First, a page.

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292 Throwing elbow injury prevention: forearm flexor injury association with medial elbow ulnar collateral ligament injury
  1. Jason L Zaremski,
  2. Marissa Pazik,
  3. Cooper W Dean,
  4. Niran Vijayaraghavan,
  5. Nicholas P Fethiere,
  6. Kevin W Farmer,
  7. MaryBeth Horodyski
  1. University of Florida, Gainesville, Florida, USA


Background The forearm flexors (FF) are a stabilizing biomechanical aspect of the medial elbow. However, there are no studies investigating the association of concomitant UCL injuries and FF injuries in throwing athletes.

Objective Our hypothesis is a considerable number concomitant FF injuries occur with (medial) UCL injury in throwing athletes. Additionally, we hypothesized that an increased severity of UCL injury in throwers is associated with a greater likelihood of concomitant FF injury.

Design Descriptive retrospective epidemiological study.

Setting Academic, tertiary care medical center.

Patients Patients with sports-related throwing UCL injuries from 1/1/10 to 12/31/19 for patients aged 12–24 years.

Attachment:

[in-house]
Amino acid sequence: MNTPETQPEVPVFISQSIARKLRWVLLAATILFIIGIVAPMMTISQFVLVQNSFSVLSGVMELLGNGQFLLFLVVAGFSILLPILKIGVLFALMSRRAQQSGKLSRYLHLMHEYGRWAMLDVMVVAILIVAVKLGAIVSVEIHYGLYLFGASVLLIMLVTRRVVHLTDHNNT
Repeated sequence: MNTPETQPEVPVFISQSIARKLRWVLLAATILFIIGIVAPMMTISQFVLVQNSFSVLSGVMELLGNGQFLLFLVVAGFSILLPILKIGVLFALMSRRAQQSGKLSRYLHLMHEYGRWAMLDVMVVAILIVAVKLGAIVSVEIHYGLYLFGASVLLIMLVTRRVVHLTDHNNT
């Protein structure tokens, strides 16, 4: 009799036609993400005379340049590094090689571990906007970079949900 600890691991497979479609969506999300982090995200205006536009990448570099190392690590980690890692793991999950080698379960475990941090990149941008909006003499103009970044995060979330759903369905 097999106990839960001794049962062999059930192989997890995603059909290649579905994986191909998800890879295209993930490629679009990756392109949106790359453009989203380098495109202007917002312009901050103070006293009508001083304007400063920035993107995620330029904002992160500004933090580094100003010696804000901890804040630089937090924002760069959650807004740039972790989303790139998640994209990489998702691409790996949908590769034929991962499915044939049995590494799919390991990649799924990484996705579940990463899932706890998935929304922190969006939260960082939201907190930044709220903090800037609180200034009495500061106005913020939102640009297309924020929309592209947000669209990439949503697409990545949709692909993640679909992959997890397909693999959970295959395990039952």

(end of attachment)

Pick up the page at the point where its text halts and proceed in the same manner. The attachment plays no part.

Assessment of Risk Factors Electronic medical records and key word searches identified all patients. A board certified and fellowship trained Musculoskeletal Radiologist reviewed all imaging studies.

Main Outcome Measures The primary study outcome measures planned before data collection included: UCL and FF structural injury on advanced imaging (MRI and/or MRI-Arthrogram), location of UCL injury, concomitant FF injury with UCL injury, UCL-Reconstruction (UCL-R) and associated FF injury, and concomitant FF injury and complete UCL tear.

Results Fifty-four patients (46 male, 8 female, mean age 17.1 years, SD 2.3) were included. Fifty-four UCL injuries (21 complete ruptures, 16 proximal partial injuries, 17 distal partial injuries) were confirmed by magnetic resonance imaging (MRI). Twenty-eight FF injuries (22 strains, 6 tears) were diagnosed with MRI and/or MRI-arthrogram. There was a significant association between sustaining a FF injury and UCL reconstruction (UCL-R) (X2 = [1, N = 54], = 3.97, P = .046) (15/22, 68.2%), as well as FF injury and UCL injury location (X2 = [1, N = 33], = 3.86, P = .049) (10/17, distal partial UCL injury, 58.8%). Analysis of FF injury and complete UCL tear is not significant (X2 = [1, N = 54], = 3.02, P = .08) (14/21, 66.7%).

Conclusions FF injury is related to UCL injury in throwing athletes. Future prospective studies should investigate association of FF and UCL injury in a throwing athlete as a means to prevent further injury.

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